Three talking points from the 2018 Guinness Pro14 final between Leinster and Scarlets at the Aviva Stadium
Guinness Pro14 final: Leinster 40-32 Scarlets
Leinster completed their first European Cup and domestic league double with a 40-32 win over Scarlets in the Guinness Pro14 at the Aviva Stadium in Dublin.
James Lowe’s try just before half-time gave Leinster the advantage over the defending champions and scores from Sean Cronin and Jordan Larmour in the third quarter put the game beyond Scarlets’ reach, even though they crossed for three tries of their own in the final 16 minutes.
It means Leinster become the first team from outside of England and France to lift both the European Cup and their domestic league trophy in the same season.
Is this the best Leinster team ever?
“A year like no other” is how former Leinster and Ireland wing Shane Horgan described this season, and he could well have been talking about Irish rugby as a whole as well as Leinster in particular.
Six Nations Grand Slam, European Champions Cup, Guinness Pro14 – there is no shortage of rugby silverware in Ireland this season and Joe Schmidt’s team will head to Australia in confident mood.
So just how good is this Leinster team? They have won the European Cup before – in 2009, 2011 and 2012 – but have never backed that up with the league title. Rob Kearney admitted afterwards that in the past the team had struggled to get themselves right emotionally for the league final after a Euro triumph.
There was no struggle this time and it’s clear the fact it was captain Isa Nacewa’s final game – he lasted only 18 minutes before being substituted because of injury – was a huge motivator for the squad.
Players wanted to pay tribute to the man who first played for the province a decade ago. Kearney describes him as an “even better person than a player” while Johnny Sexton says “he’s arguably our greatest ever player”.
They gave Nacewa a fitting send-off and made him lift the trophy on his own (he prefers to share the honour!), but the exciting thing about this Leinster squad is how young so many of them are.
There’s Jordan Larmour on the wing, Tadhg Furlong at tighthead and James Ryan, who has yet to lose a game for Leinster or Ireland, in the second row. As another youngster, flanker Dan Leavy, says, “the sky’s the limit” in terms of what this team can achieve.
It may be too early to class them as better than the back-to-back European champion side of 2011-12, when Brian O’Driscoll, Jamie Heaslip and Gordon D’Arcy wore the blue shirt, but if Leinster back these titles up next season they will have a strong case.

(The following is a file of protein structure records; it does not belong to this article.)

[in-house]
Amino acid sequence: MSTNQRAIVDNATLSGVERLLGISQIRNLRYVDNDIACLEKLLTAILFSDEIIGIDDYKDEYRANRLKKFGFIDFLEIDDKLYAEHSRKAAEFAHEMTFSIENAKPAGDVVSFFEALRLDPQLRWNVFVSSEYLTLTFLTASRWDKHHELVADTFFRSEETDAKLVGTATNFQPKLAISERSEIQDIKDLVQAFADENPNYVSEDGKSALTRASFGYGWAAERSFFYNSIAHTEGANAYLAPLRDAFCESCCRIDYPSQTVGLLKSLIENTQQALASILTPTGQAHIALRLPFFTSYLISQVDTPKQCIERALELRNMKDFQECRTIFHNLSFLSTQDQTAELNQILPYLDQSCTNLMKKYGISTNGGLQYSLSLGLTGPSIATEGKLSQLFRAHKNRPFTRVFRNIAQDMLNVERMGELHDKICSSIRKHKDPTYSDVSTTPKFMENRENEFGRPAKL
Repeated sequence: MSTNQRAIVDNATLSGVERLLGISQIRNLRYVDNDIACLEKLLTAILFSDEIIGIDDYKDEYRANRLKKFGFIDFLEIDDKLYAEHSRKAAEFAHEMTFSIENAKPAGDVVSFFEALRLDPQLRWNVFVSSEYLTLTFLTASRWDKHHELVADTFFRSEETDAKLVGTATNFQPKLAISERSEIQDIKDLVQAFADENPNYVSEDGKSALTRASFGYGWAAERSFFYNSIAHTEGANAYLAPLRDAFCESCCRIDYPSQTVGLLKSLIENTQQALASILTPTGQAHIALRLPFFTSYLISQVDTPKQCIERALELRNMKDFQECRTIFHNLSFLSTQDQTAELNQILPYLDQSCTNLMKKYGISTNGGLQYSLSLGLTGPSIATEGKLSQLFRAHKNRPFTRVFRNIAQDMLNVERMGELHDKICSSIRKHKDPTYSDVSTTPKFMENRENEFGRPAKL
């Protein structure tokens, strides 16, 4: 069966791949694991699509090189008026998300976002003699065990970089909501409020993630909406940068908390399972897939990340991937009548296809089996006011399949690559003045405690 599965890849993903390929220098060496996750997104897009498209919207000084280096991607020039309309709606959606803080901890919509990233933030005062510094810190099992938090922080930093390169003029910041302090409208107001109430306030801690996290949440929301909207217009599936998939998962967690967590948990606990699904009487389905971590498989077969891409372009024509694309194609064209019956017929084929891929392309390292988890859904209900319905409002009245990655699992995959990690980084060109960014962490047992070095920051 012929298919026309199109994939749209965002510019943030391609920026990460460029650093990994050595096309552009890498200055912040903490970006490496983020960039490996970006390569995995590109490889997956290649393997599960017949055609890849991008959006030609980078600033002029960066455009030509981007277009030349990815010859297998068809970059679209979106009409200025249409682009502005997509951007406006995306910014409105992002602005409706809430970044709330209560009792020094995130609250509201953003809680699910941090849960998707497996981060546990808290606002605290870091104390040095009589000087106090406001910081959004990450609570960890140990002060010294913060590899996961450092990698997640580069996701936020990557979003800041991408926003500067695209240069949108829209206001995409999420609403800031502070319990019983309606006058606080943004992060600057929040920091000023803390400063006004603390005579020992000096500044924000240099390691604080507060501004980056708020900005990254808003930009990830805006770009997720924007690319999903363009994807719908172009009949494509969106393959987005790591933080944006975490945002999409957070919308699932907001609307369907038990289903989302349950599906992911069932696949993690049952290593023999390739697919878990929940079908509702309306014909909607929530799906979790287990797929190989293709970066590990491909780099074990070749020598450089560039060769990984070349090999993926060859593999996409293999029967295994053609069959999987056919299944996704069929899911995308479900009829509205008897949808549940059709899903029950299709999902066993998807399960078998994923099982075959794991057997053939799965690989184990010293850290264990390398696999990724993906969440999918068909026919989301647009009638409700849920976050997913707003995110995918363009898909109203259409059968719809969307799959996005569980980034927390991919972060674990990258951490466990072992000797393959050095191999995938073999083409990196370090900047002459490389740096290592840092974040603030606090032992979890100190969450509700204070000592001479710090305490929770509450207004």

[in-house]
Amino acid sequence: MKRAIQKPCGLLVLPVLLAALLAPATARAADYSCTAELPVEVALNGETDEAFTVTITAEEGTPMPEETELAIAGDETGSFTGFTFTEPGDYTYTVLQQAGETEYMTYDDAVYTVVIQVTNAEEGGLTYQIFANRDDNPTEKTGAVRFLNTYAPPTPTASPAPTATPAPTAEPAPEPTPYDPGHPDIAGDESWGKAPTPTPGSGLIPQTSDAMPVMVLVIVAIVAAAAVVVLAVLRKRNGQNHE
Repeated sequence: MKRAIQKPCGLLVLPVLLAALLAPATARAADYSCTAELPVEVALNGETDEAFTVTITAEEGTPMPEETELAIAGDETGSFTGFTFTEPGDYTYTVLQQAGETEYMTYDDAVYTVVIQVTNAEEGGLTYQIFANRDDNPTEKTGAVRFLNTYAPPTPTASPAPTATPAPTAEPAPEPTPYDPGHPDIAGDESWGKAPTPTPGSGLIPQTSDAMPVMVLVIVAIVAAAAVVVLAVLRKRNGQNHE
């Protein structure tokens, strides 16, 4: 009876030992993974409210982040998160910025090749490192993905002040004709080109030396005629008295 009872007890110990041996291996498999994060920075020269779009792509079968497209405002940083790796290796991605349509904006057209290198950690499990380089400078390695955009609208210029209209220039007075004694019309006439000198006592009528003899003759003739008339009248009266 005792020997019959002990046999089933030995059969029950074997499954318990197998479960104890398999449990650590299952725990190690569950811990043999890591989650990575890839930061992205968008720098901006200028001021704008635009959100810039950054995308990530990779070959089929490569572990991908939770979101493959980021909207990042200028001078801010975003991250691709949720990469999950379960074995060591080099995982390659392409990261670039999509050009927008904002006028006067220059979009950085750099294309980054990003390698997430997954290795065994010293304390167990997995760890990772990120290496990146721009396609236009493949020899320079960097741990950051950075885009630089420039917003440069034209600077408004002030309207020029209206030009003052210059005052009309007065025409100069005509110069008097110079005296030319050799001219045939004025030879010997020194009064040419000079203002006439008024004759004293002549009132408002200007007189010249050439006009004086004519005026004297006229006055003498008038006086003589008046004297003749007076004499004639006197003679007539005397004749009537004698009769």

And given the consistency of their performances and depth of their talent – they used more than 50 players in this league campaign – it is hard to bet against them lifting more silverware in 2019.
A Johnny Sexton masterclass
Kicks, hits, flicks – Johnny Sexton produced it all yesterday and the fly-half was deservedly named Man of the Match.
He is such a talisman for Leinster and Ireland, central to their success with his astute game management, high skill level and pure desire to achieve. He is the one who sets the standards for his teams.
Against Scarlets, he continually peppered Steff Evans and Leigh Halfpenny with high balls, putting them under pressure and looking to find the space behind the defensive line. It was an effective strategy.
He kicked superbly for the corners from penalties too, one such kick providing the position for Sean Cronin to score from a five-metre lineout, and was resolute in defence.
His distribution game is top drawer and the flick pass to James Lowe as he ran a straight line five metres out to create a try for the wing was sublime.
If Leinster are to win more silverware next season and Ireland are to challenge for the World Cup in 2019, they need Sexton to continue to produce quality performances like this.
The talents of Johnny McNicholl
When he injured his shoulder back in February it looked like Johnny McNicholl’s season was over, but he returned to play a significant role in both the semi-final and final for Scarlets.
His attacking nous came to the fore against Glasgow when he played at full-back and he was just as dangerous on the wing against Leinster, moving to accommodate the return of Leigh Halfpenny at 15.
It will be scant consolation but to score a hat-trick in a final is a significant achievement and he provided the cutting edge the Scarlets needed.
His first try came from a simple pick-and-go for the line from less than a metre out after Gareth Davies was just short, but McNicholl was the one who had sparked that attack with his first touch of the ball.
His second was an incredible finish in the corner when he dived for the line and touched the ball down despite the tackle of Garry Ringrose. The third came in the final minute when he linked with Scott Williams on the wing.
It may have been too little too late in terms of the scoreboard but given the New Zealand-born wing’s talents it’s little surprise people are already considering the possibility of him representing Wales when he qualifies late next year.
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